An alternative high school located within the Cook County Jail has been falsifying its enrollment and graduation numbers for years, giving full course credits to students who no longer attended the school, including one teen who had been shot and killed early in the semester, according to Chicago Public Schools’ legal watchdog.
The district’s Office of the Inspector General on Tuesday issued its findings in a new report, which states the school improperly kept nearly 350 students on its rolls between the 2012-13 and 2015-16 school years.
“On average, those students were listed falsely as being enrolled at the school for 42 days following their release from jail,” the OIG report states. “In 54 instances those students were kept on the rolls more than 100 days after their release.”
The school is not mentioned by name in the report, but the description and school quality report indicators listed match those of York Alternative High School. That was later confirmed by the Cook County Sheriff's Office. That school received five out of five points last year on its School Quality Rating Report both for its average daily attendance rate (92.5 percent) and its credit attainment rate (85.4 percent).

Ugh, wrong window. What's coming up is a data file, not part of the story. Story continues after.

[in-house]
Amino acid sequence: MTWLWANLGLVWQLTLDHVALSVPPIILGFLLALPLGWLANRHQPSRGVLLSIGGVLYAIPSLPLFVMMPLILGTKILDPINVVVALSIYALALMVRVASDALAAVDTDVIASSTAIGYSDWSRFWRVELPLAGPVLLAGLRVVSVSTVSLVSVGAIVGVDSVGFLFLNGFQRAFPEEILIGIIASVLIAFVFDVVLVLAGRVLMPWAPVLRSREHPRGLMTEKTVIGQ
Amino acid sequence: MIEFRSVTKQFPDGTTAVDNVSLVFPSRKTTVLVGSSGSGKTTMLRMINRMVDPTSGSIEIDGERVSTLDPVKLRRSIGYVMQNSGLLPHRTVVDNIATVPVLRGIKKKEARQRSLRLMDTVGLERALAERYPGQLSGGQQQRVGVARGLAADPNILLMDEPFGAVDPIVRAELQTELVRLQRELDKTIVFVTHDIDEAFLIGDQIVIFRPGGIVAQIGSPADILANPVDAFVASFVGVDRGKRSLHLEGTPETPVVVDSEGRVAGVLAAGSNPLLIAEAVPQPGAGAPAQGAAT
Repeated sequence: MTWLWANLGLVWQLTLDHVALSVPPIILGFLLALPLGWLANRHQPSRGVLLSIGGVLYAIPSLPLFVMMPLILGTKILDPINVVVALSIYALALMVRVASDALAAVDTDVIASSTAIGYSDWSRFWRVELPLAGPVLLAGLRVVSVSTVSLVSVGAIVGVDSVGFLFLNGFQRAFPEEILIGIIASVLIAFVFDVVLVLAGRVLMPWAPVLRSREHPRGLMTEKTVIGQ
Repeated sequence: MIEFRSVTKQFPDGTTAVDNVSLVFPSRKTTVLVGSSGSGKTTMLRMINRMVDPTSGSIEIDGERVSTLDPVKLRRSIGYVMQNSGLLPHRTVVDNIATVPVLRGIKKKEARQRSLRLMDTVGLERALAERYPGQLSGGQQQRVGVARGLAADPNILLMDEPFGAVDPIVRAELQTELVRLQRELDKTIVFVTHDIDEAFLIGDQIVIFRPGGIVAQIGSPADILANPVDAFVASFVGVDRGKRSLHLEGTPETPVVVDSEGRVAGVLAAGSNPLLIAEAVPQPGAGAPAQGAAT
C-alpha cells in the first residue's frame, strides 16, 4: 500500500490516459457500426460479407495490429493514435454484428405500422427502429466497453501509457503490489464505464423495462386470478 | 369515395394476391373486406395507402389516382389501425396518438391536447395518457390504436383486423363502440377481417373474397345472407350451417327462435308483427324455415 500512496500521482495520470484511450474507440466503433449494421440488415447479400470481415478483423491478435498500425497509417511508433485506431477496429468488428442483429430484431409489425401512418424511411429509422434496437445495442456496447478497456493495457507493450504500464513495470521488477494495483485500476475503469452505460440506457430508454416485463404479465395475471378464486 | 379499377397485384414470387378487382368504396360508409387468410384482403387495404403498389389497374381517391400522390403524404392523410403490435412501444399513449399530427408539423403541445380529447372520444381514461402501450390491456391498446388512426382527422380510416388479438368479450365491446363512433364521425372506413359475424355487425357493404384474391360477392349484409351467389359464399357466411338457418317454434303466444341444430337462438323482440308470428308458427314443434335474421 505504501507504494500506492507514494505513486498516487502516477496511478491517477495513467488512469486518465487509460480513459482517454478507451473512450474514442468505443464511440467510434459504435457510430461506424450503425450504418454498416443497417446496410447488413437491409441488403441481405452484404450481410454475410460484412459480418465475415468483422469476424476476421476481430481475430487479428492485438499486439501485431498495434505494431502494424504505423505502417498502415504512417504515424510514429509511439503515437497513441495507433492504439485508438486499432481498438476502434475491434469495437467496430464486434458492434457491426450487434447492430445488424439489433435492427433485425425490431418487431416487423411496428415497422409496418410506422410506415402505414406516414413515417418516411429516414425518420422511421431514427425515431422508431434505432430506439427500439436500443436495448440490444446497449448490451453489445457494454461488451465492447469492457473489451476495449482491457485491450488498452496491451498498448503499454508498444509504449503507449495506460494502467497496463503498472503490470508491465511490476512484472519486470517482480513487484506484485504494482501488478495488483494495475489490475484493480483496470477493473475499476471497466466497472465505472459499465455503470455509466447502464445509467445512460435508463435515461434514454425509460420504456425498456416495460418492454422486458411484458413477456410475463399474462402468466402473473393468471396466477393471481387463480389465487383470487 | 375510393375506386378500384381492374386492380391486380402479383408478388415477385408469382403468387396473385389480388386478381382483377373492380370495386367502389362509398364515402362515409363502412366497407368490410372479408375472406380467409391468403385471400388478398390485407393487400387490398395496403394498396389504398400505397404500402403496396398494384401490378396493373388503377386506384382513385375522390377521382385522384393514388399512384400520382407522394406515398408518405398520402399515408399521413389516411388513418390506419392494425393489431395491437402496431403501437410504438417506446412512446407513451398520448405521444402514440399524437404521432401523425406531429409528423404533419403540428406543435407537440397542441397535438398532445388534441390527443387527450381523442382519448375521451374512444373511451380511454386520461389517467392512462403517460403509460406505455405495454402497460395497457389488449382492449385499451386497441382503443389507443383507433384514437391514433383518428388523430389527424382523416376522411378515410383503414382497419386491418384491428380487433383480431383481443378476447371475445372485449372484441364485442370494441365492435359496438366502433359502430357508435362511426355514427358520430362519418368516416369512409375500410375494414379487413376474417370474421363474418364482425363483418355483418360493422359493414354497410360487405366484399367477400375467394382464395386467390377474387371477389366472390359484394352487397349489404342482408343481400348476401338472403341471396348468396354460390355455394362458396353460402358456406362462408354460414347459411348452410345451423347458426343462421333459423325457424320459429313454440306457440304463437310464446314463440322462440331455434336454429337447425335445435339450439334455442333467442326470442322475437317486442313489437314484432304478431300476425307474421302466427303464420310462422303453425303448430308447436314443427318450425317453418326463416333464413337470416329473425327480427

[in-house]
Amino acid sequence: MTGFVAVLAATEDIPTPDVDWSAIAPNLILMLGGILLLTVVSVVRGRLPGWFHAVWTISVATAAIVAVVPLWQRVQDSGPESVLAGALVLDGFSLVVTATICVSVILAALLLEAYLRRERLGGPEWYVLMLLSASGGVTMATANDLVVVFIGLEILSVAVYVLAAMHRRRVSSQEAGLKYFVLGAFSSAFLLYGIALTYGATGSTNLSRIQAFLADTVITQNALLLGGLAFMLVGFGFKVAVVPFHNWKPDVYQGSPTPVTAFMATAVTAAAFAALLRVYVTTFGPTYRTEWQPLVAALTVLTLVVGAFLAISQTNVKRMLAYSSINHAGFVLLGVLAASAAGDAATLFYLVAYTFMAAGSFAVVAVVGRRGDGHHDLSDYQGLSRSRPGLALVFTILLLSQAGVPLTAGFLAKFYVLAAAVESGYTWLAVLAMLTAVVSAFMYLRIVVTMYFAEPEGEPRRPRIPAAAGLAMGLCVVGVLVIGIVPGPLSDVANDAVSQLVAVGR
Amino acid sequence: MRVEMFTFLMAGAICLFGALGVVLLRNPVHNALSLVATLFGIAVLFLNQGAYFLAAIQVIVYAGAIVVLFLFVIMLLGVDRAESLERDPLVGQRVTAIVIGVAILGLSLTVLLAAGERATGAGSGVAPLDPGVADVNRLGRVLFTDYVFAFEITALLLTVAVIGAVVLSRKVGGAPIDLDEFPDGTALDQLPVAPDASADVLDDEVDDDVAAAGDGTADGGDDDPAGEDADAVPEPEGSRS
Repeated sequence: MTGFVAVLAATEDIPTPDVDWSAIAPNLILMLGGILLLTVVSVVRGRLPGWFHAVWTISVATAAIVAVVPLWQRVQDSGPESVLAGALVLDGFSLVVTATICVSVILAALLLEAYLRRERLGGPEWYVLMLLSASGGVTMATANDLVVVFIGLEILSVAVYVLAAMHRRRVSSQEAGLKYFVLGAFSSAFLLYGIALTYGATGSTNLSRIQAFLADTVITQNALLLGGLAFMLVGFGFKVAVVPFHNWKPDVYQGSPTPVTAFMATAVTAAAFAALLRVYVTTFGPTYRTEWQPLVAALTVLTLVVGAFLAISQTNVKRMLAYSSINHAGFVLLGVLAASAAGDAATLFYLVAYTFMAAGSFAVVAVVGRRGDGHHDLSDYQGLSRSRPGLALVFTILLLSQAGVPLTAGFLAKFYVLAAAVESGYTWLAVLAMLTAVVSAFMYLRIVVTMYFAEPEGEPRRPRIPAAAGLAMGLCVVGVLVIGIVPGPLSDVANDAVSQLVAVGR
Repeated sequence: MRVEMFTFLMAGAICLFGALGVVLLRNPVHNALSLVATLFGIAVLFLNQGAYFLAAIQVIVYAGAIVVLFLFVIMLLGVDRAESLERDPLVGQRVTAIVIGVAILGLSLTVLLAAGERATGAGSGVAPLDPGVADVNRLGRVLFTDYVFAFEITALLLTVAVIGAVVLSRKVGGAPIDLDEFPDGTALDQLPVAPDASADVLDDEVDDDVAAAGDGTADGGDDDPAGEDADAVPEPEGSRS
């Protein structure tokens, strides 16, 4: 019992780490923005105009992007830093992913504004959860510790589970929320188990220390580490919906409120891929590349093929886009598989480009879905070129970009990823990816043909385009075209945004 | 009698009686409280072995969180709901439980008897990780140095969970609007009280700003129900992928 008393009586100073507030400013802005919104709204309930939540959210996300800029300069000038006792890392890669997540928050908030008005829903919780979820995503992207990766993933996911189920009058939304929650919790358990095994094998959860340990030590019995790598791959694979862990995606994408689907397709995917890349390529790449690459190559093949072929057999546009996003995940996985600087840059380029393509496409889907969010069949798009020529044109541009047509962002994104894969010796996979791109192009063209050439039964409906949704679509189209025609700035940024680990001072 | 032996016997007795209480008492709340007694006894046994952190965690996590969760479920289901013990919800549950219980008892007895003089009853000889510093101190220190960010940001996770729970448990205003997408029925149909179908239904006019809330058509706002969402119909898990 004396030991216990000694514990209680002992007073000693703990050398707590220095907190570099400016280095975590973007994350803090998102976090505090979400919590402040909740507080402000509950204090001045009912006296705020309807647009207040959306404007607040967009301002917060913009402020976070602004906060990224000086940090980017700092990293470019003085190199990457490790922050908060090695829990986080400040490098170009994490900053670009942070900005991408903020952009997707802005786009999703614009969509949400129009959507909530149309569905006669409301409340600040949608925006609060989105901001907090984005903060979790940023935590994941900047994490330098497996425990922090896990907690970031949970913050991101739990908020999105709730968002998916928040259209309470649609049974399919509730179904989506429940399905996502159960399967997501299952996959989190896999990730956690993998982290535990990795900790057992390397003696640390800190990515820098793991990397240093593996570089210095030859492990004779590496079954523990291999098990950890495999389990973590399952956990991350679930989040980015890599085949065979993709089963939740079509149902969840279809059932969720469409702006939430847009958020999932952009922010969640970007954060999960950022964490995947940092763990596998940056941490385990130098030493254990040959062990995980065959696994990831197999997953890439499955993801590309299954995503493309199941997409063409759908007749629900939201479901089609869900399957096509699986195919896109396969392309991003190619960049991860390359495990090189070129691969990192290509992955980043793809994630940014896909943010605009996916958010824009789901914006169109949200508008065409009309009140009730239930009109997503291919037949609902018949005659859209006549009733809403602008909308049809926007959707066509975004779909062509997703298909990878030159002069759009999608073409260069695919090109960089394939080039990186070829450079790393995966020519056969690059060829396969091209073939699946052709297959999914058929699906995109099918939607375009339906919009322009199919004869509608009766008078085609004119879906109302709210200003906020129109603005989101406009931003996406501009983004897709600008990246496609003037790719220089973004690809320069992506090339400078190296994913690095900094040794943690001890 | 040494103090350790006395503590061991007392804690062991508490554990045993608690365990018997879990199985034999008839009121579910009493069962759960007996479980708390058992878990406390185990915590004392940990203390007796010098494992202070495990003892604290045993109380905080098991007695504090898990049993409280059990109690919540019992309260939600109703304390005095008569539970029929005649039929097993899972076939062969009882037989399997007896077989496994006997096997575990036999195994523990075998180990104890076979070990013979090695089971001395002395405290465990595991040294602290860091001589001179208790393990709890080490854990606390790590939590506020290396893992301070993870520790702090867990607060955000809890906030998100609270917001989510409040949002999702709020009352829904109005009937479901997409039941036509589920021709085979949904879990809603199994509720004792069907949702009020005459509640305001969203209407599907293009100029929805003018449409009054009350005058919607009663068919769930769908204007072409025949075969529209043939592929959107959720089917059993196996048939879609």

Those rates were among the highest for comparable options/alternative schools within the district.
CPS Inspector General Nicholas Schuler’s review began after a former student, who was killed in a shooting one week after his release from the jail, was reportedly found on the school’s attendance list beyond his release, up to and including the day he died.